Saint Patrick, the legend behind the world known holiday, is the best known of the Patron Saints of Ireland. He was British, born a Romano- Briton, and is best known as the man responsible for bringing Christianity to Ireland. Like many of the early Christian saints, the exact dates of his life are unknown, although it is thought he was born toward the end of the fourth century C.E. Similarly, scholars do not know the exact location of his birth place, Banna Venta Berniae. It could have been located anywhere from lowland Scotland to Wales. He worked in Ireland as a Bishop and missionary in the 5th century C.E.
Saint Patrick wrote two known documents, Letter to Coroticus and Confessio
Letter to Coroticus is sometimes called Epistola or Letter to the Soldiers of Coroticus. It and Confessio both of survived. In Confessio, Patrick writes about his life, and much of what we know of his life comes from it. Within it, he refers to himself as Patricius, but he was born as Maewyn Succat. His parents were Calpurnius and Conchessa. Calpernius served as a Christian Deacon and as a minor Roman official. Patrick’s grandfather, Potius, also served the Christian church, ordained as a priest.
Kidnapped at the age of 16 by Irish raiders, Saint Patrick was sold into slavery in Ireland. There, while he worked as a shepherd for 6 years, he became committed to his Christian faith. He dreamed that there was a ship ready to sail for Britain and so escaped his master.
The road to the port was long and the journey was very hard Eventually Patrick arrived at the port and found the ship waiting. He convinced the captain to let him come aboard. Three days later, he left the ship with his shipmates and they walked for 28 days. They were starving. He prayed for food and the group found a herd of wild boar. This helped Patrick convince his companions to believe in the power of God. Finally, Patrick found his way home, at the age of 22.
A couple of years after returning home, Saint Patrick had a vision.
It was while I was there that I saw, in a vision in the night, a man whose name was Victoricus coming as it were from Ireland with so many letters they could not be counted. He gave me one of these, and I read the beginning of the letter, the voice of the Irish people. While I was reading out the beginning of the letter, I thought I heard at that moment the voice of those who were beside the wood of Voclut, near the western sea. They called out as it were with one voice: “We beg you, holy boy, to come and walk again among us.”St. Patrick and McCarthy, My name is Patrick: St Patrick’s Confessio. 2011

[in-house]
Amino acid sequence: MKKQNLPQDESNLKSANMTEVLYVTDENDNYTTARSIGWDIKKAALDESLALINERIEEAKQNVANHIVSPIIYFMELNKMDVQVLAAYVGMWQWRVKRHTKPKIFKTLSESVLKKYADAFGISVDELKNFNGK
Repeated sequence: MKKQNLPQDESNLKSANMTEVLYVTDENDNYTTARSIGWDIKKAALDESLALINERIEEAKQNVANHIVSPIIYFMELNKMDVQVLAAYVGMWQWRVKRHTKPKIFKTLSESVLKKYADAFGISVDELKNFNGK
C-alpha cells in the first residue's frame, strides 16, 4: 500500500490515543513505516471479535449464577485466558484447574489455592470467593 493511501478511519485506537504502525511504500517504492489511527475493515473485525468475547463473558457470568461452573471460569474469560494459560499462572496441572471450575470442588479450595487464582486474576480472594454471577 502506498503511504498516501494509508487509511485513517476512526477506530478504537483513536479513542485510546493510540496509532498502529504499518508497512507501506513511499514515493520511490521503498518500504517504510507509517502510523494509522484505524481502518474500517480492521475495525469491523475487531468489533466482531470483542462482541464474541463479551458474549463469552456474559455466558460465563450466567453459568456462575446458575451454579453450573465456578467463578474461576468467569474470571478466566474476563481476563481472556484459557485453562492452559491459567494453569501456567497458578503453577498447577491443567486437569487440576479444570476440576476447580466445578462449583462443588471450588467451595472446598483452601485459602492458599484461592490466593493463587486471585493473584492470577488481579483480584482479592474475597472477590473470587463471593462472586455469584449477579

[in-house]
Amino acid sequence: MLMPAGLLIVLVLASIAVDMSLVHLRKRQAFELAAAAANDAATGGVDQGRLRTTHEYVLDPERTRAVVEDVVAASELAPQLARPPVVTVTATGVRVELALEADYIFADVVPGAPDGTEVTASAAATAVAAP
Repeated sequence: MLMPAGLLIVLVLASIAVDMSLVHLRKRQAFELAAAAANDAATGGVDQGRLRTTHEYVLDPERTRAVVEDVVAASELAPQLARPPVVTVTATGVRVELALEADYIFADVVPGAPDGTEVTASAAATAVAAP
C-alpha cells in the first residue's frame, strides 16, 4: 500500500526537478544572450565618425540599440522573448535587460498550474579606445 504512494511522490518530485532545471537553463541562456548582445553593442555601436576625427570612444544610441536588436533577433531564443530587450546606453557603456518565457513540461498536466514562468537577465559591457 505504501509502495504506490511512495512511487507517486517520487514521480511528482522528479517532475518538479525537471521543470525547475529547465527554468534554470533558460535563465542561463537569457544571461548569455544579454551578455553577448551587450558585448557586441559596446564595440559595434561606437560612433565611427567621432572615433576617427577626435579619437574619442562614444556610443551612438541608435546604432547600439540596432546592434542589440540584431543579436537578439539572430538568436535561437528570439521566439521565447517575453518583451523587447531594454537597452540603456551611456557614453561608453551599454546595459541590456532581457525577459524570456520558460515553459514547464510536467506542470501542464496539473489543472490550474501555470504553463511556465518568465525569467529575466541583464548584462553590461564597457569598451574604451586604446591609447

Before going back to Ireland, he went to France to study at a monastery, likely St. Germain under Bishop Auxerre. It took him 12 years to become a Bishop. He left once again for Ireland to bring Christianity with the Pope’s Blessing. Patrick was not the first Christian missionary to go to Ireland with the intention of converting the Irish. His predecessor, Bishop Palladius, had gone to Ireland before him, but was not successful.
Patrick did not have an easy time converting the Irish.
The locals, especially the Druids, resisted his efforts. He was repeatedly imprisoned as a result of his teachings. Each time, he won his freedom and continued to preach to the Irish,. Eventually, he baptised many of the Irish and convinced many of the children of the chiefs to become monks and nuns.
Patrick wrote Letter to Coroticus shortly before Confessio as an open letter condemning Coroticus and his soldiers for raiding Irish Christians and capturing them as slaves. In it, Patrick refers to an earlier letter sent to Coroticus asking for the return of the Christian captives, which he said was rebuffed with scorn. If Coroticus would not return the Christian captives, Patrick wrote, then God would turn away from him and his men.
Little is known about St. Patrick’s death although his feast day on the 17th of March is considered anniversary of his death. While his life was often hard and often dangerous, Patrick lived a long life and his sainthood stems from the works during his life.
Patrick is also associated with a number of legends.
In one of his best known legends, Patrick uses the three joined leaves of the shamrock, a type of clover, to teach about the Holy Trinity. As a result, Patrick is often depicted holding a shamrock in his hand. While the Harp is the national symbol of Ireland, the shamrock is the national flower and commonly associated with Ireland.
Another well known legend: Saint Patrick evicted all the snakes from Ireland.
There is no evidence to suggest that snakes ever lived in Ireland. In fact the only previous snake references were that they were a symbol of the native Druids. Patrick did chase the Druids out of Ireland as he converted the nation to Christianity. One common thought is that the ‘snakes’ he chased out of Ireland, then, symbolized the Druids.
St. Patrick performed many miracles. In addition to him praying for food and finding the bores, Patrick resurrected many people over the course of his life. Jocelyn, an English monk in the in the 12th Century credits him with a total of 33 resurrections. He, in fact, may be credited with as many as 39. Jocelyn, in his book The Life and Acts of St. Patrick, attributed many other miracles to Patrick as well (Jocelin 2016).
Today, The Feast Day of Saint Patrick is celebrated all over the world. Learn more about the Celebrations and Traditions of St. Patrick’s Day in our next blog post, tomorrow!